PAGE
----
The concept of a 'golden share' was devised to maintain control of newly privatised companies as they adjust to the free market environment or to prevent takeover by overseas shareholders of private companies operating in fields of national interest. Cypriot company law is silent on the rights enshrined in golden shares. However, case law provides that golden shares represent a separate class of shares, which enable holders to exercise veto rights by having weighted voting rights on specific matters.
Shareholders of a Cyprus company have the right to request that the directors convene an extraordinary general meeting (EGM), and the directors are legally obliged to do so within a specified time. For the EGM to be legally valid, it must be made only by those who hold at least one-tenth of the company's paid-up share capital and have the right to vote in general meetings. Further, it must be signed and deposited at the company's registered office and must be called within 21 days of the request.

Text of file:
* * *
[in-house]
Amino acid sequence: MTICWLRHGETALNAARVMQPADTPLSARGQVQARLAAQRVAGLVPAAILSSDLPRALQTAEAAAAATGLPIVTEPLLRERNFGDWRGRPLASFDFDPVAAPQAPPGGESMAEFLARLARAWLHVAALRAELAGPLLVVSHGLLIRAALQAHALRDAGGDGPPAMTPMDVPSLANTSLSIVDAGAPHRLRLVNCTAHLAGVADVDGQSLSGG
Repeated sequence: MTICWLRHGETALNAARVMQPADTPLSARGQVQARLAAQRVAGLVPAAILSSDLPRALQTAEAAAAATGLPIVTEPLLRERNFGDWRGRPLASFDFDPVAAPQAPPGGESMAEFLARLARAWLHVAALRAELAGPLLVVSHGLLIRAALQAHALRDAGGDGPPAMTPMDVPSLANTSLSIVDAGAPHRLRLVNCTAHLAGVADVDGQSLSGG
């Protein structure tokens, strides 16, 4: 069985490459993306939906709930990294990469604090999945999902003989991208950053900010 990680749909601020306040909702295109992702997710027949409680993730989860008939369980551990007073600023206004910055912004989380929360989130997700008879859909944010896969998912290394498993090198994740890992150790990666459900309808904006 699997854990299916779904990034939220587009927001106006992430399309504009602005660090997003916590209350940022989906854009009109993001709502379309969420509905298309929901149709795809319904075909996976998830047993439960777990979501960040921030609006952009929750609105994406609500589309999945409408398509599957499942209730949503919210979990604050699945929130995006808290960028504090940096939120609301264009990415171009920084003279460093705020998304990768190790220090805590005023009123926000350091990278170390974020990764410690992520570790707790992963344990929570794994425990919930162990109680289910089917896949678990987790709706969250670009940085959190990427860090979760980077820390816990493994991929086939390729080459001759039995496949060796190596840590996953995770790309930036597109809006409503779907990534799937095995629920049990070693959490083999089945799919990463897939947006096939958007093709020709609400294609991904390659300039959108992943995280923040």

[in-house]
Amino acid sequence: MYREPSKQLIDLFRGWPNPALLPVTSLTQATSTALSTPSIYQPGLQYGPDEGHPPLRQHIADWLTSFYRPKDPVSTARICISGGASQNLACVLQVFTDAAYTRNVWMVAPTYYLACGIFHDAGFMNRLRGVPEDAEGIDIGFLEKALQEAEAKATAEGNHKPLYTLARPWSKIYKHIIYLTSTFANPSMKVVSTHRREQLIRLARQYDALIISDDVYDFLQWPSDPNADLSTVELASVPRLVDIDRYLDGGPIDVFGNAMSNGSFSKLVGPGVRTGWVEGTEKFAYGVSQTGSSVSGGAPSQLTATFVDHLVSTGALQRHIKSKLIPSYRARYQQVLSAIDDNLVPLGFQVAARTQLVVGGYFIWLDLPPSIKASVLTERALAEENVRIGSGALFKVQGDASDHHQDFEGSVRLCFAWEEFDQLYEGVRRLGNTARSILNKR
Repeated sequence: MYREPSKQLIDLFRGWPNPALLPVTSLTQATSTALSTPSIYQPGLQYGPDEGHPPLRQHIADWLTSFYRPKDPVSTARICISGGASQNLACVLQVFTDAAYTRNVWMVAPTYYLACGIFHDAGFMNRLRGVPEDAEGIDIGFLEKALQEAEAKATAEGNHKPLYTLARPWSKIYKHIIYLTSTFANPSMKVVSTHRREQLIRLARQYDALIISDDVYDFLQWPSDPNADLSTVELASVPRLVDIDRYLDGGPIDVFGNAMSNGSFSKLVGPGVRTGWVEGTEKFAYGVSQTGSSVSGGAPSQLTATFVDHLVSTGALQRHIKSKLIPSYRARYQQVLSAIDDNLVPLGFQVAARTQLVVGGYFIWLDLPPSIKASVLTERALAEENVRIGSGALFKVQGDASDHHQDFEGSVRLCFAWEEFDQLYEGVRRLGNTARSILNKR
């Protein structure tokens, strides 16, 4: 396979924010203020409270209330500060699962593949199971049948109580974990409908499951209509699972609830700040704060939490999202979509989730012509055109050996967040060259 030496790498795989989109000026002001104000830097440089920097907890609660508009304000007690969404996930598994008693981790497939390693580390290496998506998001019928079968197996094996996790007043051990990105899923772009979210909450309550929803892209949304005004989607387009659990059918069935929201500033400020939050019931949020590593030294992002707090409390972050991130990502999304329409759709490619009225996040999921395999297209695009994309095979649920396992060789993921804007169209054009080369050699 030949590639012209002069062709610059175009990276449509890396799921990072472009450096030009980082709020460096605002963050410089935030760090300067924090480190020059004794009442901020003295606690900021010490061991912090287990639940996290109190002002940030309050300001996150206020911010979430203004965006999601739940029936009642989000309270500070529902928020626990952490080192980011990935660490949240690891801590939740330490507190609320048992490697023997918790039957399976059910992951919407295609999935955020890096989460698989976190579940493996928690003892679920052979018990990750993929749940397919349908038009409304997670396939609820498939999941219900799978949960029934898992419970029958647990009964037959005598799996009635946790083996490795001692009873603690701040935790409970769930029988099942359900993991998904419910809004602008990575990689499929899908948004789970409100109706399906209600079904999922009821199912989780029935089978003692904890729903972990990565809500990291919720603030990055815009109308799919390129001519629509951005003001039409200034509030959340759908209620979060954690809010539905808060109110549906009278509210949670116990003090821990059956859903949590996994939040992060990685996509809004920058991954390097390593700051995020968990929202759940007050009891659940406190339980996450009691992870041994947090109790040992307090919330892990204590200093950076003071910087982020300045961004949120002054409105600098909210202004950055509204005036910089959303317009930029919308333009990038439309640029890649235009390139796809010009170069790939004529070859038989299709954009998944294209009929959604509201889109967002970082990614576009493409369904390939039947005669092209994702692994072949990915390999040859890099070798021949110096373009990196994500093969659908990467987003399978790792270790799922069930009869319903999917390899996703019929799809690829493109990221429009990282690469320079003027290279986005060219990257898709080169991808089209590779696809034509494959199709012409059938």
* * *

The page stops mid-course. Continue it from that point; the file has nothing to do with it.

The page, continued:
Cyprus boasts an attractive merger and reorganisation regime not only locally (ie, between Cyprus entities), but also at an EU level. Besides the well-known advantages of merging two companies (eg, the transfer of assets and liabilities without the need for the novation of contracts or other cumbersome procedures), mergers and reorganisations in Cyprus are also attractive from a tax perspective, as those which fall within the scope of the law may result in a total tax exemption in Cyprus.
Cyprus is a popular jurisdiction for establishing special purpose vehicles with an increased involvement in shadow banking, which takes the form of, among other things, securities lending, repurchase and derivatives transactions. This has resulted in a call for strengthened regulations to mitigate risks and support financial stability. Newly introduced regulations now bring non-financial counterparties, such as limited liability companies, into the ambit of transparency reporting.